C# partial KeywordUse the partial class modifier. Partial classes are spread out among several files.
Partial. Partial classes span multiple files. With the partial keyword in the C# language, you can physically separate a class into multiple files.
Notes, partial. This keyword is often used by code generators (like Visual Studio). But we can sometimes benefit from directly using partial on a C# class declaration.
An example. Normally you cannot declare a class in 2 separate files. But with the partial modifier, you can. This is useful if one file is commonly edited and the other is not.
Here If you remove the partial modifier, you will get an error at compile time.
Error text The namespace "global namespace" already contains a definition for "A."
Tip To fix this, you can either use the partial keyword, or change one of the class names.
class Program { static void Main() { A.A1(); A.A2(); } }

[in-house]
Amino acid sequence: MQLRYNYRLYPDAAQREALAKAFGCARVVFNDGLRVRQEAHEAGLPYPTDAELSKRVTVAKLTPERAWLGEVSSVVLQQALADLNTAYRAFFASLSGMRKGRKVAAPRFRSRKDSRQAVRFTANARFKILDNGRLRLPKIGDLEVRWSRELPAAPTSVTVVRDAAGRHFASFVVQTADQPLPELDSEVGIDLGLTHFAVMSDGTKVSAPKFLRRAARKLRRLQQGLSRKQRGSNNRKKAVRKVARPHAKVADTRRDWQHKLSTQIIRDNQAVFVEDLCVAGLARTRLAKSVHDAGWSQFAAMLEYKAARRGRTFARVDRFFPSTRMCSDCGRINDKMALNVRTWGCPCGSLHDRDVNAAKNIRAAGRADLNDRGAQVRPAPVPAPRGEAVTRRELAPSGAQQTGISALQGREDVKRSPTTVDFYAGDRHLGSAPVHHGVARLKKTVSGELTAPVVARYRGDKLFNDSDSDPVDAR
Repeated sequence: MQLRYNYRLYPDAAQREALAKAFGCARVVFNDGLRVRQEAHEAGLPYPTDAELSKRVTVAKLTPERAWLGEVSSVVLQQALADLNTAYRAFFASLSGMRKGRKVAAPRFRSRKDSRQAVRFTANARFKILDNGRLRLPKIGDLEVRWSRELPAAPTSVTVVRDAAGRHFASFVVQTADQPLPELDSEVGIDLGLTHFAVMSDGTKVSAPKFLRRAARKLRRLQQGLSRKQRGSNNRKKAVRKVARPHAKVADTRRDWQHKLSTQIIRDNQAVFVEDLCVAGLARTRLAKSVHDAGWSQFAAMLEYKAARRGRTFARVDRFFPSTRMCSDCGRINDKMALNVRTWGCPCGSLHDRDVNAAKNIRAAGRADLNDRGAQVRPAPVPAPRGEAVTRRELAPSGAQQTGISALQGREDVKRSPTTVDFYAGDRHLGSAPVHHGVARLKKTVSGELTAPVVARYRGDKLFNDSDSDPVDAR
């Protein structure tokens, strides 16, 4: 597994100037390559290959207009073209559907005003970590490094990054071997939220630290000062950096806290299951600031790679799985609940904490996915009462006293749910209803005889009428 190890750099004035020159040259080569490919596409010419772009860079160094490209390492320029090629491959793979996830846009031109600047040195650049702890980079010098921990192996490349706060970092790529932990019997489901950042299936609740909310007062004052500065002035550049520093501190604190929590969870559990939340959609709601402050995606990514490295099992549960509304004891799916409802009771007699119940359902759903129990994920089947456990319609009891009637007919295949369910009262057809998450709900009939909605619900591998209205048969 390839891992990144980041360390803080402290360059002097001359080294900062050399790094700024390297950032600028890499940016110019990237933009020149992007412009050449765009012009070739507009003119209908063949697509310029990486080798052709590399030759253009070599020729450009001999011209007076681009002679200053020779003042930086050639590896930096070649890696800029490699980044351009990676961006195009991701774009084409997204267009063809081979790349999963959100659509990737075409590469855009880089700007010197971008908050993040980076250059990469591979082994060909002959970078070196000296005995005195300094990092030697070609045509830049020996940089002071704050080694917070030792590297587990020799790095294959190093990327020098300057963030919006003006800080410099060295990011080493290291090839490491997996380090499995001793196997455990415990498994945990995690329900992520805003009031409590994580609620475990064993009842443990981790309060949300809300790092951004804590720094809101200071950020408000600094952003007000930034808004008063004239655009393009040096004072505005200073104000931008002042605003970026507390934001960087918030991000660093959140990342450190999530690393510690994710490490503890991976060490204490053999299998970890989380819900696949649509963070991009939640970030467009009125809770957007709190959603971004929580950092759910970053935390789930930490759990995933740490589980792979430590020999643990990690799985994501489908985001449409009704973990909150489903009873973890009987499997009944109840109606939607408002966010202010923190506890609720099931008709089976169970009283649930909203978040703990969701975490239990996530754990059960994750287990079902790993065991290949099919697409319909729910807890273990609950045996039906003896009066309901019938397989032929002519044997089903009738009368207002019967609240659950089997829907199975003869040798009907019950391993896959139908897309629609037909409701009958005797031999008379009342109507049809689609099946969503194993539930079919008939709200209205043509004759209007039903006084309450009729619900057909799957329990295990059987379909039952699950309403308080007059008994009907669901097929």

using System; partial class A { public static void A1() { Console.WriteLine("A1"); } }
using System; partial class A { public static void A2() { Console.WriteLine("A2"); } }
A1 A2
Compiler. How does the C# compiler deal with partial classes? If you disassemble the above program, you will see that the files A1.cs and A2.cs are eliminated.
And You will find that the class A is present. Class A will contain the methods A1 and A2 in the same code block.
Thus Partial classes are precisely equivalent to a single class with all the members.
Compiled result of A1.cs and A2.cs, C#:
internal class A { // Methods public static void A1() { Console.WriteLine("A1"); } public static void A2() { Console.WriteLine("A2"); } }
A review. Partial classes can simplify certain situations. They are often used in Visual Studio when creating Windows Forms programs. The machine-generated C# code is separate.
Some uses. Partial classes separate commonly-edited code from rarely-edited code. This can reduce confusion and the possibility that code that isn't supposed to be edited is changed.
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